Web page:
“Art has always been the focus of my life. As such art, like life, is a process. Just as our lives unfold in unique and beautiful ways, so do my paintings. They have their own unique and individual expression. The process is like a circle, without beginning or end.”
James Leonard was born in Nashville in 1949, where he was raised until his term serving in Vietnam began. Once relieved of active duty, he studied social work at the Fresno State University, and upon graduation started working with developmentally disabled adults, often using museum visits as part of the therapy. In the early 1990s, James became a full-time professional artist to foster his passion for visual communication.
James Leonard has emerged as one of California’s leading abstract expressionist painters as a resident of the San Francisco Bay area. The influence of the New York School of Abstract Expressionism is apparent in his approach to colour, texture, and movement, though he has also been drawn to the early expressionists of the 1930s and 40s. In particular, James has been likened to the German artist Gerhard Richter in terms of his style, approach, and directness. In his studio, James participates in a collaborative dialogic process between himself and that which become his lush and vibrant paintings. It is his hope that the viewer can enter into a dialogue with his art to find a truth within themselves and their individual place in the world. He rejects the idea of creating art in any deterministic way, instead harnessing the essence of creativity as he sees it to listen and allow for his mindly dictations to take a backseat for new modes of visual language to emerge through the paints. As viewers of James’ art participate with the formation of their final vision of the piece, Leonard acts as a guide or a translator through his use of bold horizontal and vertical lines as well as his strong, if untraditional, colour palette. Ultimately it is the collective states of time, space, and parties that transform the flat painting to an introspective visual language upon each viewing.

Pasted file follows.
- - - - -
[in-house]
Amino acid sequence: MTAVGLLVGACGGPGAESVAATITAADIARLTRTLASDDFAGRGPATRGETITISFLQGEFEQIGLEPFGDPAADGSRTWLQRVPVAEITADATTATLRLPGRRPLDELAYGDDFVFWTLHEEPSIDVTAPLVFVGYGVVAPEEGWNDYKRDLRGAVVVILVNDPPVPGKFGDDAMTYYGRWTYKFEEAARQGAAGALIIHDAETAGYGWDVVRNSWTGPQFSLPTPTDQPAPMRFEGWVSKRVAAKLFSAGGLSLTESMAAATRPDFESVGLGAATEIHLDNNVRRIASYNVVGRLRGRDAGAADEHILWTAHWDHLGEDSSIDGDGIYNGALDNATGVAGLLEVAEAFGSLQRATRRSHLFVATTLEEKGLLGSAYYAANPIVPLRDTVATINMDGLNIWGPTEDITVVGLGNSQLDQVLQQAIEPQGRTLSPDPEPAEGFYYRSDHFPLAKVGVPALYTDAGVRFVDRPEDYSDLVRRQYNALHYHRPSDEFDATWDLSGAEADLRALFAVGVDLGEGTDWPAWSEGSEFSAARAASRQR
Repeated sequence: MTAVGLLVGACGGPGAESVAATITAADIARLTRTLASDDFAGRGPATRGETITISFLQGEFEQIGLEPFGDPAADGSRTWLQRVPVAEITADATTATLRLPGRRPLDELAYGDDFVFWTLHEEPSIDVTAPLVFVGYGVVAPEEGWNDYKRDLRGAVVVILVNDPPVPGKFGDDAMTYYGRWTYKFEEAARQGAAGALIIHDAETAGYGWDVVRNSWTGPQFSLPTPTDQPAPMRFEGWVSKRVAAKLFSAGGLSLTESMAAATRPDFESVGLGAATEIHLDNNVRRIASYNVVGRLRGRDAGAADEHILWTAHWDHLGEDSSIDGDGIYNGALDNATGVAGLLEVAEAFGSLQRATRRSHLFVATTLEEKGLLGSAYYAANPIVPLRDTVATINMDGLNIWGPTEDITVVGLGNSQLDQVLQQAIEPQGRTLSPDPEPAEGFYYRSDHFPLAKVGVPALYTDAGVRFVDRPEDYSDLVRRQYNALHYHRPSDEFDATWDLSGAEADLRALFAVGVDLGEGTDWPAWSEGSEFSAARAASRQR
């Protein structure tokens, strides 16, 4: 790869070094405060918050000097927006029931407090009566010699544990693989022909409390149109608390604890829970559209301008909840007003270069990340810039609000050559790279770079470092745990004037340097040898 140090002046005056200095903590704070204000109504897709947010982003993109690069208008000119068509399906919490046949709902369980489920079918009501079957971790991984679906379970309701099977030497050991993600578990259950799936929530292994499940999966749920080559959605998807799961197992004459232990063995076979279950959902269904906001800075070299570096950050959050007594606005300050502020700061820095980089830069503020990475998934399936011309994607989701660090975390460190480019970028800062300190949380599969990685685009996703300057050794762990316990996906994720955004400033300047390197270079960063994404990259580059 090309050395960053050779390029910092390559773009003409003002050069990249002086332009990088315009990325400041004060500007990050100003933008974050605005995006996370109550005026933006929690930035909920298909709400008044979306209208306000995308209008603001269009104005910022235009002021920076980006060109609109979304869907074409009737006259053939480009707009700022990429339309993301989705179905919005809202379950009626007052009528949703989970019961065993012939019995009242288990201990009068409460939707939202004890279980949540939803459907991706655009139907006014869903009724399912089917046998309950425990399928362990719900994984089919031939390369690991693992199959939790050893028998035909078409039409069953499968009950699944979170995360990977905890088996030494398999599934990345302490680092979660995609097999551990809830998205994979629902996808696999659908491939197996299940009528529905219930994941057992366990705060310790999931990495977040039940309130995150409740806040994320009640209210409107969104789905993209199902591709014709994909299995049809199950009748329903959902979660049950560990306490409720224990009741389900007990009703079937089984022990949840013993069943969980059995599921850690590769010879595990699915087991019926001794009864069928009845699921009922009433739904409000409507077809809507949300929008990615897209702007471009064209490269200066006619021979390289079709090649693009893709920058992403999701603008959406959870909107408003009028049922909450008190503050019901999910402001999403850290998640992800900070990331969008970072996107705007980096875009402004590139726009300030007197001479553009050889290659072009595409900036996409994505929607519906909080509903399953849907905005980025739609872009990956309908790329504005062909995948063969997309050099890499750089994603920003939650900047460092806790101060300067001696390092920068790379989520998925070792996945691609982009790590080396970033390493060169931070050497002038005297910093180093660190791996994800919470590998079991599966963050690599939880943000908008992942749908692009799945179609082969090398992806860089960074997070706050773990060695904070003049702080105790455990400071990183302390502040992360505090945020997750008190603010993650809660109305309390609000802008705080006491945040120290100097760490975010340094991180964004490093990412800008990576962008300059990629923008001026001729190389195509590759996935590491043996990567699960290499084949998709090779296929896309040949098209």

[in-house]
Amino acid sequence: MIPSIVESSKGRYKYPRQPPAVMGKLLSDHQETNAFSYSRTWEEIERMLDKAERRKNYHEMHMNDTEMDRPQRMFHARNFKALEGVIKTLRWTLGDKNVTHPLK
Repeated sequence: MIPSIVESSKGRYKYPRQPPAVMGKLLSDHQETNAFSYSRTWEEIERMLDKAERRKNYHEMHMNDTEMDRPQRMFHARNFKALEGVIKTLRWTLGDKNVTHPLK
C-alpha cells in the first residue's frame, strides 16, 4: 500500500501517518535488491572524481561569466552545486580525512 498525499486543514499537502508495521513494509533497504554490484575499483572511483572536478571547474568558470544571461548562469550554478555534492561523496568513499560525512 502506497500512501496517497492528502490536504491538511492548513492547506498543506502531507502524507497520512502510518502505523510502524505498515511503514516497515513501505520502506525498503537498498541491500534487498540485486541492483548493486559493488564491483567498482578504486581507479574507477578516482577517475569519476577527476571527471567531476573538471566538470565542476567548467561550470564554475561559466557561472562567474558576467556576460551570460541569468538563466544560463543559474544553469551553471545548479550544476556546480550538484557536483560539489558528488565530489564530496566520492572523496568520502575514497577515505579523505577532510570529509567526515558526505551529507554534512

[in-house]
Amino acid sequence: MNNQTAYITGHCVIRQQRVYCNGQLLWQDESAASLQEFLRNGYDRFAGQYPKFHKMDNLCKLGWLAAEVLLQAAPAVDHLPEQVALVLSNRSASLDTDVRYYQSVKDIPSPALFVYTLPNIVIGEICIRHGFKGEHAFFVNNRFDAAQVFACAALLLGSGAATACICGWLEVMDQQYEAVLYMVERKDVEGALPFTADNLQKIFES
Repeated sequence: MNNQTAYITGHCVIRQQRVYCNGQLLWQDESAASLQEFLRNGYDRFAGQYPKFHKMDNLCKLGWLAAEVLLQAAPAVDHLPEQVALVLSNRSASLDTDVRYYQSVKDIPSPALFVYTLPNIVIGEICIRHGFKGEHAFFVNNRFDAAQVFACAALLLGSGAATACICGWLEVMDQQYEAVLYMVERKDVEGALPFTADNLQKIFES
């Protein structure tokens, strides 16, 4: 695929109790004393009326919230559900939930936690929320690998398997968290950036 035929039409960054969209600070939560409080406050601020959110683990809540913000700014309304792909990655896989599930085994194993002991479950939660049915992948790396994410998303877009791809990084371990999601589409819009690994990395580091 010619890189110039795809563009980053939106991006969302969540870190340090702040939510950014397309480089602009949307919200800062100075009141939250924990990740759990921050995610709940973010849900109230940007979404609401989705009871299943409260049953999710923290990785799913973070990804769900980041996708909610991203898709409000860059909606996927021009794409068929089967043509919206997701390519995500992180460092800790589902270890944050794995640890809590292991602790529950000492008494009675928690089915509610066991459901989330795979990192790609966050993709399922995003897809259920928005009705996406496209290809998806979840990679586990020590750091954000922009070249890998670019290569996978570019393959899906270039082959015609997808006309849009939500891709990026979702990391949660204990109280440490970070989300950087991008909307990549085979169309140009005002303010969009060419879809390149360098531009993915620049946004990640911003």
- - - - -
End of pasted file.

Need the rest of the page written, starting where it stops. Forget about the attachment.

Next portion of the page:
Leonard’s emotionally charged paintings often appear purely abstract upon first glance but out of his gestures emerge such embedded figures, objects and landscapes. James has made advancements to the techniques that is the foundation of his art. Working in a thick impasto, he has abandoned the paintbrush, the de facto tool of the medium, in favour of an extended palette knife. His paintings, which can have as many as 30-40 layers each, are excavated with the palette knives in his “sgraffito” technique to expose the base colours that hide beneath the surface of the final layers. Exposed, the emergent colours reveal the history of the painting and show that the underpaintings are not gone just because the painting had been added to. The commentary in his art is thus a reflection of our own personal and collective histories and how our pasts do not abandon but enhance our lives each day.
James Leonard’s work has been included in solo and group exhibitions worldwide, as well as having been honoured at multiple juried exhibitions throughout the United States. Having always been a humanitarian, he has extended his artistic career to the philanthropic by donating art throughout California, the United States, as well as to the Canadian Cancer Society in Vancouver, BC. Numerous private and corporate collections feature his work, including NASA, Motorola, Lifoka Greafische in Holland, and Sky Across Tokyo, Japan.